Multi-season Observational Study of the Thermodynamic, Kinematic and Precipitation Structures within Flooding and Typical Storms in the Oregon Cascades

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Title: Multi-season Observational Study of the Thermodynamic, Kinematic and Precipitation Structures within Flooding and Typical Storms in the Oregon Cascades
Author: Crouch, Justin Alan
Advisors: Dr. Anantha Aiyyer, Committee Member
Dr. Sandra Yuter, Committee Chair
Dr. Matthew Parker, Committee Member
Abstract: During the winter months, extra-tropical cyclones develop over the Pacific Ocean and move across the U.S. Pacific Northwest. The Coastal and Cascade mountain ranges modify the precipitation patterns of these storms leading to enhanced precipitation. Winter storms affecting the Oregon Cascades from 2003 to 2008 are analyzed. Portland, Oregon operational WSR-88D radar data is utilized to examine the spatial patterns and distributions of precipitation structures over the windward slope of the Cascade Mountains. Data from operational soundings at Salem, Oregon and a vertically pointing MicroRainRadar in Portland are used to analyze the environmental characteristics upwind of the Cascades. Extreme storm events are associated with flooding and mudslides. The precipitation persistence and intensity were calculated for radar subsets ± 6 hours of operational sounding launches based on the observed flow characteristics. The sensitivity of precipitation patterns to downslope flow and changing flow characteristics with altitude, as well as the strength of the cross-barrier flow, freezing level altitude, and atmospheric stability is tested. The cross-barrier flow is the most important factor in determining the magnitude of precipitation persistence and intensity along the Cascade windward slope. Two precipitation ‘hotspots’ occurring within our study domain are investigated further and we find that low-level flow convergence due to flow deflection by the Cascades is associated with the precipitation enhancement at both locations. The conditional probability of flooding is examined based upon the values of single parameters and the combination of multiple parameters. All flooding storms were associated with land-falling atmospheric rivers, deep rain layers, strong cross-barrier flow, and long durations of precipitation. Flow being multi-layered with the presence of shear is shown to have a significant impact on the flooding potential by increasing the precipitation persistence and intensity along the Cascade windward slope. The lower-level flow acts to increase the effective barrier width, by forcing the mid- and upper-level flow to up and over the lower level flow regime. These criteria, however, are not sufficient to lead to flooding. 65% of time periods with these conditions flood over the course of our 5 year dataset. The spatial patterns of the precipitation persistence and intensity provide insight into why some storms with anomalously high values of certain environmental conditions lead to flooding and others do not. Flooding storms had more persistent and intense rainfall occurring upstream of the Cascades compared to non-flooding storms.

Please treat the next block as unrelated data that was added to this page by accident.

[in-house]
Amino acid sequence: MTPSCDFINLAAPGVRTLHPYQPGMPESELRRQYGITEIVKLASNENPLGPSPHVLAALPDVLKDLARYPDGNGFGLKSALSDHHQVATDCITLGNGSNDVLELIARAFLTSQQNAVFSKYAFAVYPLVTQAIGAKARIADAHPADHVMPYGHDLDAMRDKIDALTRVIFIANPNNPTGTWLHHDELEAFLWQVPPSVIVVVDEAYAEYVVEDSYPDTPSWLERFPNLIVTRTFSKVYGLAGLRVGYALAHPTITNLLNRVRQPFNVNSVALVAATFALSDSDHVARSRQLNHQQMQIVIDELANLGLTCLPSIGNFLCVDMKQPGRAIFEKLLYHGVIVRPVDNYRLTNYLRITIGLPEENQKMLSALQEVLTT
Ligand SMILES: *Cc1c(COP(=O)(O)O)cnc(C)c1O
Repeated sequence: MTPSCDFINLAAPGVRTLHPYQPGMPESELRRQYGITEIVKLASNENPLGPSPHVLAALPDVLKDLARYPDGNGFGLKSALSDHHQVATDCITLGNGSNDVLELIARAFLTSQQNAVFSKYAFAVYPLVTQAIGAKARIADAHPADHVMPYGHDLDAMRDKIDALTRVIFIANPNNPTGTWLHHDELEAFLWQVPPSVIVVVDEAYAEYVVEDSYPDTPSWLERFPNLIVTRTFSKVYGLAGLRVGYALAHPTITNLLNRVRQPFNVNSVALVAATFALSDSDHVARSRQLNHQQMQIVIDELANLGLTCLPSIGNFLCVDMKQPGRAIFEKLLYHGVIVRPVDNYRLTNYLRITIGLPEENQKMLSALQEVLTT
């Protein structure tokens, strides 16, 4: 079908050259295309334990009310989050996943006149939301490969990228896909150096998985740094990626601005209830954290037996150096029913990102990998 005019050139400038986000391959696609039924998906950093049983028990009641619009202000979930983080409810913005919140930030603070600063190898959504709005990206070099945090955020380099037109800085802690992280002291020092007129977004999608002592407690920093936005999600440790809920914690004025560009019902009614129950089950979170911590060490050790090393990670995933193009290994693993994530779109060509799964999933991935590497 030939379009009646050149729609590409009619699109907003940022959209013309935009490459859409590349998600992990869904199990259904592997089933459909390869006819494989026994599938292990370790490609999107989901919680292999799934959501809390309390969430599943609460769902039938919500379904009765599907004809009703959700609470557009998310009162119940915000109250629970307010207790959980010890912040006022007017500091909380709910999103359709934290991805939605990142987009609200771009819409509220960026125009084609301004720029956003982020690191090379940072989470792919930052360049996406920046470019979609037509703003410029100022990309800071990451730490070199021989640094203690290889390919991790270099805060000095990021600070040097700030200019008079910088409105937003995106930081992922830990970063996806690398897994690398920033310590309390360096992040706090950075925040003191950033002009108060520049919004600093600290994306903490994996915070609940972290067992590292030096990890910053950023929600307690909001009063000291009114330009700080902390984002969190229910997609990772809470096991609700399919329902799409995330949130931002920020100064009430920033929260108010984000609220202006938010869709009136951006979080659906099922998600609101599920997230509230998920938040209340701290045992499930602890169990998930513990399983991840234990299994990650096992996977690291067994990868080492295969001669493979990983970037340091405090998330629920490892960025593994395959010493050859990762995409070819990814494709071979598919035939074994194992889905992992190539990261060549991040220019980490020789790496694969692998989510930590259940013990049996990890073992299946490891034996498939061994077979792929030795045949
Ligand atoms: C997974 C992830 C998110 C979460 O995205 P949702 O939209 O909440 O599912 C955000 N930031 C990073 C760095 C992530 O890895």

Date: 2009-08-24
Degree: MS
Discipline: Marine, Earth and Atmospheric Sciences
URI: http://www.lib.ncsu.edu/resolver/1840.16/1191


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